BY JASMINE SHIFFER | It was a drizzly afternoon on the Lower East Side as attendees arrived on the steps of the Abrons Arts Center, the first stop on Henry Street Settlement’s queer history tour of the neighborhood.
Katie Vogel, one of the tour’s co-creators as well as Henry Street Settlement’s public historian, smiled out at the committed crowd.
“There’s always been a lot of queer community here at the arts center,” she said, though adding that, predating the arts center, the settlement house had a historically queer legacy. Henry Street Settlement was founded by nurse and humanitarian Lillian Wald in 1893 to provide public health support to the immigrant community on the Lower East Side.
“She had a huge impact on New York City,” Vogel said of Wald. “And we know she had romantic relationships with women through the love letters that are left behind.”
A video interview of Katie Vogel and Daniel Walber, two of the tour’s co-creators, along with scenes from the tour. (Video by Jasmine Shiffer)
Vogel and her five co-creators, Jimmy Fay, Natalie Hill, erin reid, Daniel Walber and Salonee Bhaman, who also attended as guides, started the tour a year ago with Lillian Wald’s queer story as an inspiration.
“Henry Street as an organization is really bringing that to the forefront of our history and not saying it’s just a detail of her life, it actually is really foundational,” Vogel said.
Turning up Ludlow Street, Walber stopped the group in front of the Seward Park Educational Campus, which was built in 1929 to replace the old Ludlow Street Jail and Essex Market Police Court. He told the story of Charley, a gender-nonconforming person who was detained there for cross-dressing, labeled as vagrancy, in 1856.
Walber explained vagrancy laws as intentionally vague, “such that the police can pick up whoever they want to pick up for whatever reason.”
In 1856, those reasons covered instances of inappropriate dress, weaponized to target poor, immigrant and queer communities, Walber said.
Charley may have been held specifically in violation of a masquerade law against public costuming. This law, passed in 1845, was repealed just two years ago to allow for public mask-wearing in response to the pandemic.
“It’s easy to forget that queer communities even existed so long ago,” said Violet, an attendee visiting from Upstate New York. “It feels like such a newly accepted thing. It’s wild to hear stories like this from the 1800s.”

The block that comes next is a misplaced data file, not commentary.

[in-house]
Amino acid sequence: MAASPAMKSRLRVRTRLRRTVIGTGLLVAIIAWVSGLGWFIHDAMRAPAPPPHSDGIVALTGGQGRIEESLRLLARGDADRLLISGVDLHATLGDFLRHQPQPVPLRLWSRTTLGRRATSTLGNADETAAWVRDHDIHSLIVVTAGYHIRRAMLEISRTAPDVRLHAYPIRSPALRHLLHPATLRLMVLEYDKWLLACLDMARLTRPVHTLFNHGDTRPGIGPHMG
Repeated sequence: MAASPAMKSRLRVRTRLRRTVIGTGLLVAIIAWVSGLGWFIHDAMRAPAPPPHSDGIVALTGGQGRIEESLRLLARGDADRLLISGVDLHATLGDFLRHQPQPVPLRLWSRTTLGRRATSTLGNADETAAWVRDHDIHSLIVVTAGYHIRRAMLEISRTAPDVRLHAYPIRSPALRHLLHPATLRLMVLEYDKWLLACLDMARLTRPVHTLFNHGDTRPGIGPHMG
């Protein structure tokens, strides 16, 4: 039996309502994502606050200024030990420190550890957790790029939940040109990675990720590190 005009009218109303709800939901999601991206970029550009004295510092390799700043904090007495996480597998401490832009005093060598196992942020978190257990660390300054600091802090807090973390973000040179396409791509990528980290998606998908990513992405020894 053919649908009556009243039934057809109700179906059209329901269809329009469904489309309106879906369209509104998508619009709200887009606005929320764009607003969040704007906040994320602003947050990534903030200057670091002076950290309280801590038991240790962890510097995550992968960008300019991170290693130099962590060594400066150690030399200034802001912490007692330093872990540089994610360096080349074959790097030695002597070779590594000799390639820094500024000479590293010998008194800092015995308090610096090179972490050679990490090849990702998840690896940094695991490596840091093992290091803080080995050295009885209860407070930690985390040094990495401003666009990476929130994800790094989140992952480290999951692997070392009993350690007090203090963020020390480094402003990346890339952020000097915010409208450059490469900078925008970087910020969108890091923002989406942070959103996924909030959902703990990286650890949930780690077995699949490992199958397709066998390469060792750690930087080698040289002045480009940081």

Tour guide Bhaman called these stories a “prehistory to the gay civil rights movement.” She explained that, at the time, “people were not identifying as trans but there were all these kinds of gender outlaws” — a term attributed to legal historian Kate Redburn — “who were often cross-dressing or ensnared in the law.”
Later on in the tour, Bhaman stopped the group at the old site of STAR House, a group home run by trans activists Marsha P. Johnson and Sylvia Rivera in 1970. Throughout its year of existence, Johnson and Rivera took in queer youth off the streets and provided them shelter and food.
“I think a lot of these places served a very specific purpose when people couldn’t create community online or create community out in the open,” said Estefanía, another attendee on the tour. “These spaces became the only places you could go that were safe.”
“I think so often with stories about marginalized communities or communities who have experienced trauma, the focus really is on the trauma, the focus is on how they were excluded,” added Camila, another person on the tour. “But I just love that we’re picking out the happy parts.”
Vogel concluded the walk at Bluestockings Cooperative, an active queer worker-owned space on Suffolk Street.
“It is a lot more than a bookstore,” she said. It’s also a cafe and hangout space, and provides free mutual aid and Narcan training programs.
“It’s one of my favorite places,” Bhaman chimed in.
The tour is different every time, with about a dozen different locations in rotation. The tours run once a month. The one on Sat., July 9, is sold out. Future dates will be released on Henry Street Settlement’s social media and mailing list. Every tour has free tickets available.
“The six of us who created the tour just really deeply loved the neighborhood and community and its history,” Vogel said.
“The history of this neighborhood is, I think, a lot richer than a lot of people think,” Walber agreed.
Henry Street Settlement, as an institution of the Lower East Side’s queer history, has just received its designation as an L.G.B.T. historic site, and continues its work across 18 locations providing education programs, shelters, senior centers and employment programs to the city.